• element_role - the role of the element which DNS name has been modified

  • group_id - the ID of the group the element is a member of

  • group_name - the name of the group the element is a member of

  • group_type - the type of the group the element is a member of, which is always set to pod

  • dns_recordset - the DNS record set

    • dns_zone_id - the DNS zone ID in UUIDv4 format of the DNS zone in the resource inventory.

    • dns_zone_name - the canoncial DNS zone name

    • dns_name - the canonical DNS name that shall be stored in the DNS

    • dns_ttl - the optional time-to-live for the DNS record (in seconds).

    • dns_withdrawn_name - the DNS name that shall be removed from the DNS

    • dns_type - the DNS record type (e.g. A, AAAA, CNAME)

    • dns_record - the array of DNS records

      • dns_value - the DNS record value (e.g. IPv4 address, IPv6 address, alias)

      • dns_setptr - a flag indicating whether to create a PTR record

      • disabled - a flag indicating whether this record is disabled

In addition, the resource inventory fires an event if a DNS zone was added (DnsZoneCreatedEvent) or removed (DnsZoneRemovedEvent). A DNS zone event merely contains the zone ID and cannonical DNS zone name:

  • event_id - the event ID in UUIDv4 format.

  • event_name - the event name (DnsZoneCreatedEvent or DnsZoneRemovedEvent).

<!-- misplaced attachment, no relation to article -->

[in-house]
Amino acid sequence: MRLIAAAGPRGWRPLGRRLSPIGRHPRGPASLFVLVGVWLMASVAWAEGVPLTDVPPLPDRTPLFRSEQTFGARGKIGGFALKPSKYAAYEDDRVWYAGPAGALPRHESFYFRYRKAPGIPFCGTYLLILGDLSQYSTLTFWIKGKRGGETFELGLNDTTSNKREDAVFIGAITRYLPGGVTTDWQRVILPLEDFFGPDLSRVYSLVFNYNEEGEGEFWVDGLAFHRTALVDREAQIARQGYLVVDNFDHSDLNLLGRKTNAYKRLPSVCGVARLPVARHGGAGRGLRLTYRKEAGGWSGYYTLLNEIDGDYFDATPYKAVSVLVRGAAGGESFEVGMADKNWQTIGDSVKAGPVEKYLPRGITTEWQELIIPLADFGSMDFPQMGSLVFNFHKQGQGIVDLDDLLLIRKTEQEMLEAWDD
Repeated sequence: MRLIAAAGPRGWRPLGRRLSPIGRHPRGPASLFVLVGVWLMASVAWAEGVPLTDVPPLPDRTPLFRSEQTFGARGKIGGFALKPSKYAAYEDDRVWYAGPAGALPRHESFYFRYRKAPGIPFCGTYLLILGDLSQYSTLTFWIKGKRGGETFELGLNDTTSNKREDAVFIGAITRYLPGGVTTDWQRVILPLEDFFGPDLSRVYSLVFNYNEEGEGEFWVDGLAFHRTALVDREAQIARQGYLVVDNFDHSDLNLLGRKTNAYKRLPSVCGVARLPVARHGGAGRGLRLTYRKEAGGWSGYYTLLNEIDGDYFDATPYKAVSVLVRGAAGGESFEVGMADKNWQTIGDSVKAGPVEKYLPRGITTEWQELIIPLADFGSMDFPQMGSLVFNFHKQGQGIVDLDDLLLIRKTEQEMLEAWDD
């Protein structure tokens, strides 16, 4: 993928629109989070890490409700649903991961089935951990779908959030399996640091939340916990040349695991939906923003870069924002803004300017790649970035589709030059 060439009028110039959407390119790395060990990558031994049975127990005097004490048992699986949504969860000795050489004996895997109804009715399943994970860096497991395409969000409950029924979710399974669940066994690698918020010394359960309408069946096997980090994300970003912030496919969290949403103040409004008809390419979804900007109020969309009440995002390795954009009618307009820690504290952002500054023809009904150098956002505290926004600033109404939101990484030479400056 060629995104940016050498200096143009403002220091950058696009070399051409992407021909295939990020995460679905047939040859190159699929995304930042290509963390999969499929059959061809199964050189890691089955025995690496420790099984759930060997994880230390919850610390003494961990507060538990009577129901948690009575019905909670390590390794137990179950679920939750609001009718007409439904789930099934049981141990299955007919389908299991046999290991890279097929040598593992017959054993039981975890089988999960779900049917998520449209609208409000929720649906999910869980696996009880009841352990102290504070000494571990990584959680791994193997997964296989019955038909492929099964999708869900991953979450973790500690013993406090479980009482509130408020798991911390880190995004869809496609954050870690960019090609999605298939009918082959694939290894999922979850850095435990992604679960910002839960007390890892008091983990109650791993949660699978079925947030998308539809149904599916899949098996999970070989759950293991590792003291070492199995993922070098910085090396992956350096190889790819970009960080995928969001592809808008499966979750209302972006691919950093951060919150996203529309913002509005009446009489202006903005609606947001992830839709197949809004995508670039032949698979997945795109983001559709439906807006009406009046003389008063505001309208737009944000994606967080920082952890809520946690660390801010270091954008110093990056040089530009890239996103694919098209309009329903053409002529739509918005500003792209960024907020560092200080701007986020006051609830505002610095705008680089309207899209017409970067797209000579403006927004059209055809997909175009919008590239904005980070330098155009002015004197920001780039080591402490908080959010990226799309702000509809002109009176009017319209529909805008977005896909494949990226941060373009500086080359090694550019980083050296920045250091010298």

• dns_zone - the DNS zone that was subject of the reported change

    • dns_zone_id - the DNS zone ID in UUIDv4 format of the DNS zone in the resource inventory.

    • dns_zone_name - the canoncial DNS zone name

3.1.4. DNS Connector

The DNS Connector subscribes the DNS domain events outlined before by means of providing a REST API endpoint that accepts HTTP POST requests with the domain event as request entity. The DNS connector creates and removes DNS zones according to the DNS zone events and translates the DNS record set domain event to resource record sets using the following semantics:

  • Store a resource record set in the DNS if the dns_name property is present. The dns_name property value becomes the resource record set name. The resource record set contains up to two resource records: a type A record for the IPv4 address and another type AAAA record for the IPv6 address. The connector derives the time-to-live (TTL) of the resource record set from the expiry date. The TTL is omitted if no expiry date has been specified.

  • Remove a resource record set from the DNS if the dns_withdrawn_name property is present. The dns_withdrawn_name property contains the name of the resource record set to be removed.

The DNS Connector uses the REST API provided by PowerDNS, an open-source DNS server, to maintain the DNS records. PowerDNS can either be configured as a DNS server or merely acts as a gateway and forwards all DNS changes to the actual DNS service.

Figure 6 illustrates the DNS records provisioning flow.